Keyser Can’t Decide Whether to Vomit or Punch Dick Cavett in the Face
We just had a piece on how the once esteemed Nude York Times has turned into some sort of claustrophobic echo chamber in which all the clever people on both coasts can preen about how much smarter they are than hoi polloi in betwixt (oh, and aren’t we cleverest people for knowing that “hoi” is the definite article in Greek, so only rubes from Wasilla or Nebraska or some such place would say “the” hoi polloi). Well, as if we needed confirmation, down the LIE comes the inimitable Dick Cavett. (As an aside, Keyser has to interject that he’d been under the impression that Mr. Cavett had died giving birth to Garrison Keilor, but rumors of his demise appear to have been unfortunately premature.)
Seems the esteemed wordsmith himself is not too fond of Sarah Palin. No! You could have knocked Keyser over with a copy of the Arts section of the Times. But it’s true, as he smirks in his piece entitled “The Wild Wordsmith of Wassilla” (and “wild” really isn’t the right word, is it, Mr. Smartass?):
What will ambitious politicos learn from [the candidacy of Sarah Palin]? That frayed syntax, bungled grammar and run-on sentences that ramble on long after thought has given out completely are a candidate’s valuable traits?
And how much more of all that lies in our future if God points her to those open-a-crack doors she refers to? The ones she resolves to splinter and bulldoze her way through upon glimpsing the opportunities, revealed from on high.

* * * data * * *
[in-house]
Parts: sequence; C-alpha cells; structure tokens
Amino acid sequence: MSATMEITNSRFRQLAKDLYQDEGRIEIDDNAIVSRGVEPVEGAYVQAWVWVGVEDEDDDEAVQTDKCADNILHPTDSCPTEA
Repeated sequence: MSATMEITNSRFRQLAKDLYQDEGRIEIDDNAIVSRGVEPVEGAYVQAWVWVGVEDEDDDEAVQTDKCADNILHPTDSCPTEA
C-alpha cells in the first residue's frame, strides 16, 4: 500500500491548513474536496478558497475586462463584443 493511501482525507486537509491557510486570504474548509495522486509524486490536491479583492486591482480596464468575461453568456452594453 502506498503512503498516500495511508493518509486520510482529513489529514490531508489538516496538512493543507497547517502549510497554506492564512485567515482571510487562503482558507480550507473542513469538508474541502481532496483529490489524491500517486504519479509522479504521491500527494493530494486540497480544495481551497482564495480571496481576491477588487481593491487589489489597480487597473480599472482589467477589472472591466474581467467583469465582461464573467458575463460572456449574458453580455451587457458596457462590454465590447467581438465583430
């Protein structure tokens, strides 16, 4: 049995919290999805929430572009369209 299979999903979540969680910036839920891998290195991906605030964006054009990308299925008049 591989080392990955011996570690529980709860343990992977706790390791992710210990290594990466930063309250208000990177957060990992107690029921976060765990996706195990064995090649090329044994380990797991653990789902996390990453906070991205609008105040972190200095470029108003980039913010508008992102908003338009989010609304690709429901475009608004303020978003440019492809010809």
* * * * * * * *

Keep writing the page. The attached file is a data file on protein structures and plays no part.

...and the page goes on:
What on earth are our underpaid teachers, laboring in the vineyards of education, supposed to tell students about the following sentence, committed by the serial syntax-killer from Wasilla High and gleaned by my colleague Maureen Dowd for preservation for those who ask, “How was it she talked?”
My concern has been the atrocities there in Darfur and the relevance to me with that issue as we spoke about Africa and some of the countries there that were kind of the people succumbing to the dictators and the corruption of some collapsed governments on the continent, the relevance was Alaska’s investment in Darfur with some of our permanent fund dollars.
And, she concluded, “never, ever did I talk about, well, gee, is it a country or a continent, I just don’t know about this issue.”
It’s admittedly a rare gift to produce a paragraph in which whole clumps of words could be removed without noticeably affecting the sense, if any.
First off, this is from an interview. The kind of thing where people speak informally off the cuff. So maybe it doesn’t stand up there with the Gettysburg Address or a Dick Cavett oration as a model of rhetorical skill. But only an imbecile would say that “whole clumps of words could be removed without affecting the sense, if any.” So was there any sense? As far as Keyser can tell, the answer is obviously yes. What she said was that prior to the debate prep in which she is supposed to have made the gaffe of asking whether Africa was a continent or country she’d been concerned about the issue of human rights abuses in Darfur, since the matter was relevant to the investment of all the money that Alaska makes on oil royalties, and she doesn’t know where the issue of whether or not she knew Africa was a country came from, since this didn’t happen.
What’s so hard to understand? Is the syntax or other rules of spoken English violated? Can anyone not in fact understand perfectly clearly what she’s saying?